Modeling Aggregation and Size Distribution of Nanoparticles with Monte Carlo Simulation

Wednesday, November 10, 2010: 10:35 AM
251 C Room (Salt Palace Convention Center)
Haoyang Haven Liu, Sirikarn Surawanvijit and Yoram Cohen, Center for Environmental Implications of Nanotechnology, University of California, Los Angeles, Los Angeles, CA

The size distribution of the nanoparticles and their aggregates is crucial for predictions of the fate and transport of nanoparticles in the environment. Both diffusion and interaction of nanoparticles with solid surfaces (including sedimentation), as well as living organisms are affected by the size of the particles. In order to obtain the nanoparticle size distribution over the expected ranges of water chemistry and nanoparticle properties, predictive models are needed to assess the aggregation tendency of nanoparticles. In the present work, a constant-number kinetic Monte Carlo based model was developed to predict the aggregation rate and size distribution of nanoparticles. Model performance was evaluated using experimental dynamic light scattering (DLS) measurements of the evolution of nanoparticle size distribution under varying conditions (e.g., pH, ionic strength, size distribution of the primary nanoparticles, and nanoparticle surface charge). The modeling approach followed the "particles in a box" simulation method while allowing for particle sedimentation. The likelihood of nanoparticle aggregation was determined, based on the classical DLVO theory, via calculation of the aggregation probability of nanoparticle pairs, with the particle number density dynamically adjusted to ensure mass conservation. Model performance compared favorably with DLS data demonstrating the potential of the present modeling approach for use in environmental analysis of the transport and fate of nanoparticles.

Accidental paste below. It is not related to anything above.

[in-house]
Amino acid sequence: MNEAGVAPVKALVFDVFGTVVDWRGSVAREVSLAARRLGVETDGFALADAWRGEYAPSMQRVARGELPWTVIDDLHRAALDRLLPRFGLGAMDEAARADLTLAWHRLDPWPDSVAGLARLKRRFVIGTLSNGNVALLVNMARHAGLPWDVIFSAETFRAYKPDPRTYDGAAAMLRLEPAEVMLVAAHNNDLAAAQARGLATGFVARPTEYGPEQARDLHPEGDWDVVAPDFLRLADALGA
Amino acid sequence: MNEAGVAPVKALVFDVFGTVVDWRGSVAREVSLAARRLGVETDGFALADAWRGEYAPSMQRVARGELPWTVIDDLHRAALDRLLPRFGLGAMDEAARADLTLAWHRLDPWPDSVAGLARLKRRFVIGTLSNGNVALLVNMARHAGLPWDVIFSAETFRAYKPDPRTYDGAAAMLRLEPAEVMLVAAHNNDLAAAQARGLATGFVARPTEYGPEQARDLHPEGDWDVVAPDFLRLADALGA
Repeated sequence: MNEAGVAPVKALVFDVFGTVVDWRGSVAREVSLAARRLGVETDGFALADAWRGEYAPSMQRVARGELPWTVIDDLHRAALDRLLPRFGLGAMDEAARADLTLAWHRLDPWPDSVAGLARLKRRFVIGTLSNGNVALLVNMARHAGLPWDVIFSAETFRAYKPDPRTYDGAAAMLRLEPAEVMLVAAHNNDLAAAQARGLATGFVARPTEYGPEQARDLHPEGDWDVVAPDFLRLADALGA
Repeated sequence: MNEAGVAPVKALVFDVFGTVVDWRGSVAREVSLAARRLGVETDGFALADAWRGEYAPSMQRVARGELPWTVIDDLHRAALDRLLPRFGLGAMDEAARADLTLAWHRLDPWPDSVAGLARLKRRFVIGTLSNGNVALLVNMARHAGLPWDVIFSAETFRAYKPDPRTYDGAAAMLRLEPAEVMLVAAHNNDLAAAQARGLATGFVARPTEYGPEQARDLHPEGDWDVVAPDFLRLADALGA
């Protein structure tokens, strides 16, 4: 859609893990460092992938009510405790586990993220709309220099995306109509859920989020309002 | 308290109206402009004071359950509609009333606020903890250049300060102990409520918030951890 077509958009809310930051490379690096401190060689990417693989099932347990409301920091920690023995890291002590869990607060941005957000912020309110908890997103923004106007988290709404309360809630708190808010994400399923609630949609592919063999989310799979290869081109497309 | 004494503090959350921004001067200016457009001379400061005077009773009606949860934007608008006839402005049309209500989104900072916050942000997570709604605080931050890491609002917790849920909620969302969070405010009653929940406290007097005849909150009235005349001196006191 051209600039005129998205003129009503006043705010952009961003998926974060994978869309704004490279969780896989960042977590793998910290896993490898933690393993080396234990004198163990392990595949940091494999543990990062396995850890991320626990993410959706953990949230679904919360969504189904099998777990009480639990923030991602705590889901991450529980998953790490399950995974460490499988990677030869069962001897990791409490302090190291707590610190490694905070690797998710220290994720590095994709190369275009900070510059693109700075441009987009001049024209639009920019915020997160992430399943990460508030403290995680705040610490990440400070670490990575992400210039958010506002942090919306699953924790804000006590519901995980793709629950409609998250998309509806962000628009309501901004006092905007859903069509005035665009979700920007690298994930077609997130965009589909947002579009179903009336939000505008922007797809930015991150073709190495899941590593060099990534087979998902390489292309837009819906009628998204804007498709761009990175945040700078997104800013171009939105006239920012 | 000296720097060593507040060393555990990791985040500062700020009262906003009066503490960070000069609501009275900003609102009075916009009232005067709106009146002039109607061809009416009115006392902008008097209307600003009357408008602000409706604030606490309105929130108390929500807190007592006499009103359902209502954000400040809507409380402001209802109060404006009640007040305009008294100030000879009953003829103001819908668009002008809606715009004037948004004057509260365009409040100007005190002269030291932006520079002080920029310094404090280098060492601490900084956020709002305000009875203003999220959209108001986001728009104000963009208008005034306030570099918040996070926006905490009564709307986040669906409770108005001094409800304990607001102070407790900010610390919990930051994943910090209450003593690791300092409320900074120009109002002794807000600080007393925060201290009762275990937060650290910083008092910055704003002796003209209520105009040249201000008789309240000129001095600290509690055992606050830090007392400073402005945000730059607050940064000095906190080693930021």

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See more of this Session: Aggregate and Agglomerate Nanoparticle Formation Dynamics
See more of this Group/Topical: Particle Technology Forum